Default: The Leaderboard class uses the default Redis sorted set ordering, whereby different members having the same score are ordered lexicographically. As per the Redis documentation on Redis sorted sets, "The lexicographic ordering used is binary, it compares strings as array of bytes."

Tie ranking: The TieRankingLeaderboard subclass of Leaderboard allows you to define a leaderboard where members with the same score are given the same rank. For example, members in a leaderboard with the associated scores would have the ranks of:

| member     | score | rank |
| member_1   | 50    | 1    |
| member_2   | 50    | 1    |
| member_3   | 30    | 2    |
| member_4   | 30    | 2    |
| member_5   | 10    | 3    |

The TieRankingLeaderboard accepts one additional option, ties_namespace (default: ties), when initializing a new instance of this class. Please note that in its current implementation, the TieRankingLeaderboard class uses an additional sorted set to rank the scores, so please keep this in mind when you are doing any capacity planning for Redis with respect to memory usage.

Competition ranking: The CompetitionRankingLeaderboard subclass of Leaderboard allows you to define a leaderboard where members with the same score will have the same rank, and then a gap is left in the ranking numbers. For example, members in a leaderboard with the associated scores would have the ranks of:

| member     | score | rank |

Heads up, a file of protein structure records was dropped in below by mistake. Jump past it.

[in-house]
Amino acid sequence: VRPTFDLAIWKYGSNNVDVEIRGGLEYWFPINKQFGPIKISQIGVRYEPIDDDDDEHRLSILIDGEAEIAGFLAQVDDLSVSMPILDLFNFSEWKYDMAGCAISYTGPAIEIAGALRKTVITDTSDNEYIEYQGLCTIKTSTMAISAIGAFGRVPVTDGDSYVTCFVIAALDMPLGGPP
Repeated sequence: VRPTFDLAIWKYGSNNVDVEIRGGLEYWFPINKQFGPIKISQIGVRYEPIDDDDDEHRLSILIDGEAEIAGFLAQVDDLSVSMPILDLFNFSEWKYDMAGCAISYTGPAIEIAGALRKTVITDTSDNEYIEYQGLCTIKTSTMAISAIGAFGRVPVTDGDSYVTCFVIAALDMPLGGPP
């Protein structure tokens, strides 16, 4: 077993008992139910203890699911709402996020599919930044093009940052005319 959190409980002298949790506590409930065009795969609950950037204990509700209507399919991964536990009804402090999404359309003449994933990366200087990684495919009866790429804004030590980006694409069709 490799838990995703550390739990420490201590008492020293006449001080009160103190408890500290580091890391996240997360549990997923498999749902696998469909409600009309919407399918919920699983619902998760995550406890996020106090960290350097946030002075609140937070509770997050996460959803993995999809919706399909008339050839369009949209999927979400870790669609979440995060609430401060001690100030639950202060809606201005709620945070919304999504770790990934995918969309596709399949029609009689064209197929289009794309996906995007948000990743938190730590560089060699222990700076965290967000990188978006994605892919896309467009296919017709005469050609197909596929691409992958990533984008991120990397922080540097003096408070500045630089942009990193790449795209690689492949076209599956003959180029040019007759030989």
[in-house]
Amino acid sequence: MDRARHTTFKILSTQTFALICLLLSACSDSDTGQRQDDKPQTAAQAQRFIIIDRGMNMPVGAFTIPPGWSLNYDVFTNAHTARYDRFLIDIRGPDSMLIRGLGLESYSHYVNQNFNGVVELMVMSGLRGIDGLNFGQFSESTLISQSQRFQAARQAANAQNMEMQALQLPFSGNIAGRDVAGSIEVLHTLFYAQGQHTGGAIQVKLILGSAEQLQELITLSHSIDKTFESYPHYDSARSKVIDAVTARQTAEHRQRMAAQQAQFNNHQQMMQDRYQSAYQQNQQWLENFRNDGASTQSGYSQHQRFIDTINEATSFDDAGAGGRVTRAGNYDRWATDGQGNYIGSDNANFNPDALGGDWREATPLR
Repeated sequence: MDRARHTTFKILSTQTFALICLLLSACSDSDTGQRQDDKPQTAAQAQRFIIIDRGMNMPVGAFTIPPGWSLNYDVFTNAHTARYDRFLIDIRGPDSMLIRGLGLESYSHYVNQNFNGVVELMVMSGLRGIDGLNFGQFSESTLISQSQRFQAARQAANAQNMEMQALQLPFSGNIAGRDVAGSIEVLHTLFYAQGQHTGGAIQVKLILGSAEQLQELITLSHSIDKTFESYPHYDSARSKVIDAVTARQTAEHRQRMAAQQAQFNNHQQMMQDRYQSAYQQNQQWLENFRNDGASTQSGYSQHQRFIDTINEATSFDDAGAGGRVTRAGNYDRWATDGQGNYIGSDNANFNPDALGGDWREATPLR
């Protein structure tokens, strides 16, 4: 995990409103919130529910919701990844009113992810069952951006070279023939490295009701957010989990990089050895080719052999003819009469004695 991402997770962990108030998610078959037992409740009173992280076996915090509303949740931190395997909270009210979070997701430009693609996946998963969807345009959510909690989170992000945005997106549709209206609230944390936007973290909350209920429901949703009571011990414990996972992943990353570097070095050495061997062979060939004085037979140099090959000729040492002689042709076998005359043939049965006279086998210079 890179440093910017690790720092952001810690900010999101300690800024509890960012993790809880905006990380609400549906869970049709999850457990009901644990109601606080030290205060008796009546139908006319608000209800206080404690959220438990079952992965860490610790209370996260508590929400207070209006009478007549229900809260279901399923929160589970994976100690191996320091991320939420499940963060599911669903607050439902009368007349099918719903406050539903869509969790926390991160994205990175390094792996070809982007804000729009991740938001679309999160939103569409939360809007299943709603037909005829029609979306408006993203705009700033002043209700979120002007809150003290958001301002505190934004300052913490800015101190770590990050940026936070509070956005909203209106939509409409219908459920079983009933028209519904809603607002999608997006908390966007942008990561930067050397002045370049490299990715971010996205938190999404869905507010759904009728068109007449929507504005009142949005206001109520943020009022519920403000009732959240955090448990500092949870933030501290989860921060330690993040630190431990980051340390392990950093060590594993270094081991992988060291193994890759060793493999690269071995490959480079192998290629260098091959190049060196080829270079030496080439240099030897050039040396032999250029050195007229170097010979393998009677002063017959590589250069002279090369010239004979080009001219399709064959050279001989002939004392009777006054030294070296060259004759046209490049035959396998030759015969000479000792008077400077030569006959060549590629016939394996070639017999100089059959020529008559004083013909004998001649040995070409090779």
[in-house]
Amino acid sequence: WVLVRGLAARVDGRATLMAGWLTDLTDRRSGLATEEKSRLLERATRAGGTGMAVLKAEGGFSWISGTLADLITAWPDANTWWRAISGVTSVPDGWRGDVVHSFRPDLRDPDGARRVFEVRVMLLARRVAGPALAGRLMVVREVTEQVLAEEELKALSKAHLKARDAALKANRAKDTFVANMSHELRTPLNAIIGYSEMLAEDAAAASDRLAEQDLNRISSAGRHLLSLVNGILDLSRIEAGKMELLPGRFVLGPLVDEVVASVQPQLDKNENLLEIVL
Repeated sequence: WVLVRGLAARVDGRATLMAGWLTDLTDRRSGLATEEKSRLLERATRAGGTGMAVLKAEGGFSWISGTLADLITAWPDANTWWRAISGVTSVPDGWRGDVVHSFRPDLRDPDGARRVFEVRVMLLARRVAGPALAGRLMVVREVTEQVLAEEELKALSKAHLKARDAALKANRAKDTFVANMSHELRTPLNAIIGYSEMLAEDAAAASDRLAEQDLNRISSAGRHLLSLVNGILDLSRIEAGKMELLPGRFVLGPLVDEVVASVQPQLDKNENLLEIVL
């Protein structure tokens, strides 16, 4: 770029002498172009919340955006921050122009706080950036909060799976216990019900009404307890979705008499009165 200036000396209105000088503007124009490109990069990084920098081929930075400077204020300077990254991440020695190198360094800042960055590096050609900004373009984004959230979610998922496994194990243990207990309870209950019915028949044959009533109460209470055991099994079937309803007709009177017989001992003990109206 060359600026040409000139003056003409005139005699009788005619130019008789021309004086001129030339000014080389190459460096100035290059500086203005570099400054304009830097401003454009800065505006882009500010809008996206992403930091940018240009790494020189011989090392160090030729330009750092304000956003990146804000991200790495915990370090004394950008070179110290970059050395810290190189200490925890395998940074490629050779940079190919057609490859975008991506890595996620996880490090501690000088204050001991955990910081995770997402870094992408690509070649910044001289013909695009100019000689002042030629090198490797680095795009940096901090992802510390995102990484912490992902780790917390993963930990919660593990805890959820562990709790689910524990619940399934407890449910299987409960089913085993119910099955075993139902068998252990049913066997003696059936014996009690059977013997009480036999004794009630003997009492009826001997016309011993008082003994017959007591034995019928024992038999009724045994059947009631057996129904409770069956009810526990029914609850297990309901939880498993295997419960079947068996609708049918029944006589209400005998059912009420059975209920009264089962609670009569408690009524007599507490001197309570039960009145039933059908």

| member_1   | 50    | 1    |
| member_2   | 50    | 1    |
| member_3   | 30    | 3    |
| member_4   | 30    | 3    |
| member_5   | 10    | 5    |

Performance Metrics

You can view performance metrics for the leaderboard library at the original Ruby library's page.


The following ports have been made of the leaderboard gem.

Officially supported:

Unofficially supported (they need some feature parity love):

Contributing to leaderboard

  • Check out the latest master to make sure the feature hasn't been implemented or the bug hasn't been fixed yet
  • Check out the issue tracker to make sure someone already hasn't requested it and/or contributed it
  • Fork the project
  • Start a feature/bugfix branch
  • Commit and push until you are happy with your contribution
  • Make sure to add tests for it. This is important so I don't break it in a future version unintentionally.
  • Please try not to mess with the version or history. If you want to have your own version, or is otherwise necessary, that is fine, but please isolate to its own commit so I can cherry-pick around it.

Copyright (c) 2011-2018 Ola Mork, David Czarnecki. See LICENSE.txt for further details.